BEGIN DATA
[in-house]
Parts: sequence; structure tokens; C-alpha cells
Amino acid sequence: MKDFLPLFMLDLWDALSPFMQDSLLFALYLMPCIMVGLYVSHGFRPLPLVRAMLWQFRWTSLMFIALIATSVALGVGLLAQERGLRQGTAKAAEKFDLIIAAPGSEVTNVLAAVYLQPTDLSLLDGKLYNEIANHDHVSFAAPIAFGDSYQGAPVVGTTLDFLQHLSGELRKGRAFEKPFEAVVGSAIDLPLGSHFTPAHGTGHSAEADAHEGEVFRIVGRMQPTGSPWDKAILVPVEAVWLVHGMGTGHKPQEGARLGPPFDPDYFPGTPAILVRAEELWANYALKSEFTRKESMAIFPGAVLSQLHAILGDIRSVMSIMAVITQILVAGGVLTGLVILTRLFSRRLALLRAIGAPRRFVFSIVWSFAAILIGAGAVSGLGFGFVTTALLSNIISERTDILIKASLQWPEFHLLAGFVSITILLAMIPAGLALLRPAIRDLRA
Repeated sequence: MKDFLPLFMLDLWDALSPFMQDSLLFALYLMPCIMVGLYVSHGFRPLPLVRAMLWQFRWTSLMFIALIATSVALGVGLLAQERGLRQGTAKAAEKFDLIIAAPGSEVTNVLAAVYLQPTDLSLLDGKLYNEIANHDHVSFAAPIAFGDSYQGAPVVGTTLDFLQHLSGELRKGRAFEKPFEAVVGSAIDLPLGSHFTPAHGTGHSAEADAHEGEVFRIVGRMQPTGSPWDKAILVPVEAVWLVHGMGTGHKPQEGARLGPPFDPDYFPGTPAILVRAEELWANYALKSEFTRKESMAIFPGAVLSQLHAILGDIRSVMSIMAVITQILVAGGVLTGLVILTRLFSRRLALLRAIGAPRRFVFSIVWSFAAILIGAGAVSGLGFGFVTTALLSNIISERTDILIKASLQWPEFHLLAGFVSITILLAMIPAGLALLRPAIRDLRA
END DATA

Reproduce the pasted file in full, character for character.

[in-house]
Parts: sequence; structure tokens; C-alpha cells
Amino acid sequence: MKDFLPLFMLDLWDALSPFMQDSLLFALYLMPCIMVGLYVSHGFRPLPLVRAMLWQFRWTSLMFIALIATSVALGVGLLAQERGLRQGTAKAAEKFDLIIAAPGSEVTNVLAAVYLQPTDLSLLDGKLYNEIANHDHVSFAAPIAFGDSYQGAPVVGTTLDFLQHLSGELRKGRAFEKPFEAVVGSAIDLPLGSHFTPAHGTGHSAEADAHEGEVFRIVGRMQPTGSPWDKAILVPVEAVWLVHGMGTGHKPQEGARLGPPFDPDYFPGTPAILVRAEELWANYALKSEFTRKESMAIFPGAVLSQLHAILGDIRSVMSIMAVITQILVAGGVLTGLVILTRLFSRRLALLRAIGAPRRFVFSIVWSFAAILIGAGAVSGLGFGFVTTALLSNIISERTDILIKASLQWPEFHLLAGFVSITILLAMIPAGLALLRPAIRDLRA
Repeated sequence: MKDFLPLFMLDLWDALSPFMQDSLLFALYLMPCIMVGLYVSHGFRPLPLVRAMLWQFRWTSLMFIALIATSVALGVGLLAQERGLRQGTAKAAEKFDLIIAAPGSEVTNVLAAVYLQPTDLSLLDGKLYNEIANHDHVSFAAPIAFGDSYQGAPVVGTTLDFLQHLSGELRKGRAFEKPFEAVVGSAIDLPLGSHFTPAHGTGHSAEADAHEGEVFRIVGRMQPTGSPWDKAILVPVEAVWLVHGMGTGHKPQEGARLGPPFDPDYFPGTPAILVRAEELWANYALKSEFTRKESMAIFPGAVLSQLHAILGDIRSVMSIMAVITQILVAGGVLTGLVILTRLFSRRLALLRAIGAPRRFVFSIVWSFAAILIGAGAVSGLGFGFVTTALLSNIISERTDILIKASLQWPEFHLLAGFVSITILLAMIPAGLALLRPAIRDLRA